Today, the NFL held their annual owners meeting in Chicago to discuss the state of the league and vote to enact rule changes. At the meeting, the owners voted to make two such rule changes to overtime and player celebrations. They also voted to change how preseason roster cutdowns work, designating more players off of injured reserve and the location of the Super Bowl LV in 2021.

Overtime changes and relaxing celebration penalties

NFL owners voted at the league meeting to change the length of overtime games during the regular season from 15 minutes to 10 minutes.

This was a change they discussed at the last owners meeting but had tabled for later discussion. Sources say that the proposal was made to limit extra snaps that a player took in order to protect them. The 2016-17 season saw six overtime games, the second most in league history. When asked about this change, commissioner Rodger Goodell said, "We don't think it will lead to more ties."

It was also decided at the league meeting and announced by Rodger Goodell that the league would be relaxing its rules on player celebrations. Players will now be allowed to use the ball as a prop, celebrate on the ground and even be able to celebrate in groups once again. This was done in response to wide-spread criticism to the NFL's overbearing enforcement, especially last season.

However, celebrations that are deemed offensive, directed at an opponent or delay the game because they are prolonged will be penalized.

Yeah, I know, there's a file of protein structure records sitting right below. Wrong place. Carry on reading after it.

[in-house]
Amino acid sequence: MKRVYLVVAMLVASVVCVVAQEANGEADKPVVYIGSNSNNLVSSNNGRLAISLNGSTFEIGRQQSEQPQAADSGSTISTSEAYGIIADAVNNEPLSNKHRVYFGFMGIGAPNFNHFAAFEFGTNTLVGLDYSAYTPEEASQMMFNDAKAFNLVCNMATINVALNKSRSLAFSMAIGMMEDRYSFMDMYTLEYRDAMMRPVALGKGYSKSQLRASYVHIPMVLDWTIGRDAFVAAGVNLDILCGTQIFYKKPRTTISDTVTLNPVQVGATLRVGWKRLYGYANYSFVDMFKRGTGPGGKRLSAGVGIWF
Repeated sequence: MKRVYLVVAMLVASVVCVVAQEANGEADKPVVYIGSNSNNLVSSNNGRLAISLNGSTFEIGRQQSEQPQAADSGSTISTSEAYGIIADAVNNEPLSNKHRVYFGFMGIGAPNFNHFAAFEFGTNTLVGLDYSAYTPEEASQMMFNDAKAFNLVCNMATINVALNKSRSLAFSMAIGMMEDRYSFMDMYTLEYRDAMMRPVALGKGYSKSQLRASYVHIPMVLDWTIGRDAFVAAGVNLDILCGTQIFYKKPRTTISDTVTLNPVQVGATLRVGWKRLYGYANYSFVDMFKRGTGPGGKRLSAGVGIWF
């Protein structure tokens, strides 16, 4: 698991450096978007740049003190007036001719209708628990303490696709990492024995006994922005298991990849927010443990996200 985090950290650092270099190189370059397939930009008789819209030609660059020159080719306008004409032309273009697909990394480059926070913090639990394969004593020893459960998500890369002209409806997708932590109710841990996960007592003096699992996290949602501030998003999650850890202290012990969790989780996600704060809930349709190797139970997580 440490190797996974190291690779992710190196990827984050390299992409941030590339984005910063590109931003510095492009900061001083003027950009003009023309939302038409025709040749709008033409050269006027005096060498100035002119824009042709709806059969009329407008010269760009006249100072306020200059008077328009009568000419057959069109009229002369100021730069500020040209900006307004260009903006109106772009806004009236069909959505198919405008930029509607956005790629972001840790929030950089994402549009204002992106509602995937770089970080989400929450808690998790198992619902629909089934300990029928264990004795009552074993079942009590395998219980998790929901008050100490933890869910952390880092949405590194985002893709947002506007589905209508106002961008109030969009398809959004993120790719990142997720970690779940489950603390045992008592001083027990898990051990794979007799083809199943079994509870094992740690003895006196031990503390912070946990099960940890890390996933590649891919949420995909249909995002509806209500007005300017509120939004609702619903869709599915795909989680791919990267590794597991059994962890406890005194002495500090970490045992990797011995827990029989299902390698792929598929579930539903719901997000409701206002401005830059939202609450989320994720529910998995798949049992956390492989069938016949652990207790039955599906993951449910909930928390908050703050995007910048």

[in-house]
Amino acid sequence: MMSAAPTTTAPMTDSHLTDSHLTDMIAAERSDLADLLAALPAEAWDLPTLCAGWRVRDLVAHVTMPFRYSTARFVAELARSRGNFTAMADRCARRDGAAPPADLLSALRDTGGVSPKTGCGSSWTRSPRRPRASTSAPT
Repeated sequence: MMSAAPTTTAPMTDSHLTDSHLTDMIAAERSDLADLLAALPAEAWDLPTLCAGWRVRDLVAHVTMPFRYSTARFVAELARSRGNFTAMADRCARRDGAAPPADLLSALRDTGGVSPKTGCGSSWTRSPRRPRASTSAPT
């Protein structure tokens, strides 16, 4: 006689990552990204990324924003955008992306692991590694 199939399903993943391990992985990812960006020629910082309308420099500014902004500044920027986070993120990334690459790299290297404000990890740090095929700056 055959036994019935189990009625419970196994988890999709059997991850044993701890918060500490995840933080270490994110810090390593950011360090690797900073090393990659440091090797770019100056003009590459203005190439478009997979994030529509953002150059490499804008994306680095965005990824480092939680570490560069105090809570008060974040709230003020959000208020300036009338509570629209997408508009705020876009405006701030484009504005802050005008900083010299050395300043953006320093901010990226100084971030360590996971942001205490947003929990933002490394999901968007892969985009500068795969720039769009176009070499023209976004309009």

Preseason roster cutdowns and moving the Super Bowl

NFL owners voted to make changes to how roster cutdowns will work during the preseason. NFL owners voted to eliminate the roster cutdown from 90 to 75 players after week 3.

Instead, the rosters will stay at 90 players until after the final preseason game, when teams will have to cut it down to the mandatory 53. Owners also approved a rule to make it so teams can now designate two players to return from injured reserve (IR).

Lastly, NFL owners unanimously awarded Tampa Bay Super Bowl LV in 2021 instead of Los Angeles as originally planned.

Los Angeles will now host Super Bowl LVI in 2022. Both teams will now have 90 days to show that their respective facilities are on track to host the event. Plans for Los Angeles to host the city in 2021 got pushed back due to record levels of rain in the area that took place between January and March. This caused the opening of the stadium to be pushed back a year, which affected them hosting the Super Bowl.